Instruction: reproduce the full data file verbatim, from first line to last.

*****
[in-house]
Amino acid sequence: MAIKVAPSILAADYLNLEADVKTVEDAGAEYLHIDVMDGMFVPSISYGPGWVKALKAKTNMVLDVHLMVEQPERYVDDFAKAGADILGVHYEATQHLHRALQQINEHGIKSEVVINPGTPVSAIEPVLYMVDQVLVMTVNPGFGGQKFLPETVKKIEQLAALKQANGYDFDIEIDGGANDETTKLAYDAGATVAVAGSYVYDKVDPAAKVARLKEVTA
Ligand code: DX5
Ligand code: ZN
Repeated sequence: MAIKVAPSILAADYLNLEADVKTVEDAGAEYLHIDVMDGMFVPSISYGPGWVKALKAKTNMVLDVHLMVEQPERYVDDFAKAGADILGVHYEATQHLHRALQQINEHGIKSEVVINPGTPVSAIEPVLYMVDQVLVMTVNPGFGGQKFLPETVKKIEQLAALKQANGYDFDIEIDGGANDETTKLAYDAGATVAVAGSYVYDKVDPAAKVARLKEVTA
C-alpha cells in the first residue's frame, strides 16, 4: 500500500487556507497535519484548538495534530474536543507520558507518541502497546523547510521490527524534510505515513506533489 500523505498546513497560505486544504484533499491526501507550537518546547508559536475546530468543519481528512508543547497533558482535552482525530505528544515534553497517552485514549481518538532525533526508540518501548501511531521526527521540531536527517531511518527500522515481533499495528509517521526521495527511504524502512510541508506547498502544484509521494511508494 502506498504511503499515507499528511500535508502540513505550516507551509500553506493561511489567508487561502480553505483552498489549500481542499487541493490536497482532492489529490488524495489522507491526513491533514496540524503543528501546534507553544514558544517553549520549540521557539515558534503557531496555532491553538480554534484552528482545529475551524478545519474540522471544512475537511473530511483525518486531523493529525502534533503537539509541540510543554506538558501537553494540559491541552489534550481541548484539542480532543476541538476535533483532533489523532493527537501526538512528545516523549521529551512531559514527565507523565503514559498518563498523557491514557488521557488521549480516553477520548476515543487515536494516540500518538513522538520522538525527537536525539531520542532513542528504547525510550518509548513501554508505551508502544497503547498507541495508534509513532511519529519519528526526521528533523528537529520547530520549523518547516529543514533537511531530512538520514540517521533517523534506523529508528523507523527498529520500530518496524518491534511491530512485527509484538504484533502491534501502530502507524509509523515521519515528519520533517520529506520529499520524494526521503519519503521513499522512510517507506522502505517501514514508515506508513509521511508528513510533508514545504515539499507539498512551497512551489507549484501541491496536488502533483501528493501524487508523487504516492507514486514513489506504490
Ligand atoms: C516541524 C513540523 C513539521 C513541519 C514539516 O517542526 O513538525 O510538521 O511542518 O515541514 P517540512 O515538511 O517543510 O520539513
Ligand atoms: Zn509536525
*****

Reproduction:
[in-house]
Amino acid sequence: MAIKVAPSILAADYLNLEADVKTVEDAGAEYLHIDVMDGMFVPSISYGPGWVKALKAKTNMVLDVHLMVEQPERYVDDFAKAGADILGVHYEATQHLHRALQQINEHGIKSEVVINPGTPVSAIEPVLYMVDQVLVMTVNPGFGGQKFLPETVKKIEQLAALKQANGYDFDIEIDGGANDETTKLAYDAGATVAVAGSYVYDKVDPAAKVARLKEVTA
Ligand code: DX5
Ligand code: ZN
Repeated sequence: MAIKVAPSILAADYLNLEADVKTVEDAGAEYLHIDVMDGMFVPSISYGPGWVKALKAKTNMVLDVHLMVEQPERYVDDFAKAGADILGVHYEATQHLHRALQQINEHGIKSEVVINPGTPVSAIEPVLYMVDQVLVMTVNPGFGGQKFLPETVKKIEQLAALKQANGYDFDIEIDGGANDETTKLAYDAGATVAVAGSYVYDKVDPAAKVARLKEVTA
C-alpha cells in the first residue's frame, strides 16, 4: 500500500487556507497535519484548538495534530474536543507520558507518541502497546523547510521490527524534510505515513506533489 500523505498546513497560505486544504484533499491526501507550537518546547508559536475546530468543519481528512508543547497533558482535552482525530505528544515534553497517552485514549481518538532525533526508540518501548501511531521526527521540531536527517531511518527500522515481533499495528509517521526521495527511504524502512510541508506547498502544484509521494511508494 502506498504511503499515507499528511500535508502540513505550516507551509500553506493561511489567508487561502480553505483552498489549500481542499487541493490536497482532492489529490488524495489522507491526513491533514496540524503543528501546534507553544514558544517553549520549540521557539515558534503557531496555532491553538480554534484552528482545529475551524478545519474540522471544512475537511473530511483525518486531523493529525502534533503537539509541540510543554506538558501537553494540559491541552489534550481541548484539542480532543476541538476535533483532533489523532493527537501526538512528545516523549521529551512531559514527565507523565503514559498518563498523557491514557488521557488521549480516553477520548476515543487515536494516540500518538513522538520522538525527537536525539531520542532513542528504547525510550518509548513501554508505551508502544497503547498507541495508534509513532511519529519519528526526521528533523528537529520547530520549523518547516529543514533537511531530512538520514540517521533517523534506523529508528523507523527498529520500530518496524518491534511491530512485527509484538504484533502491534501502530502507524509509523515521519515528519520533517520529506520529499520524494526521503519519503521513499522512510517507506522502505517501514514508515506508513509521511508528513510533508514545504515539499507539498512551497512551489507549484501541491496536488502533483501528493501524487508523487504516492507514486514513489506504490
Ligand atoms: C516541524 C513540523 C513539521 C513541519 C514539516 O517542526 O513538525 O510538521 O511542518 O515541514 P517540512 O515538511 O517543510 O520539513
Ligand atoms: Zn509536525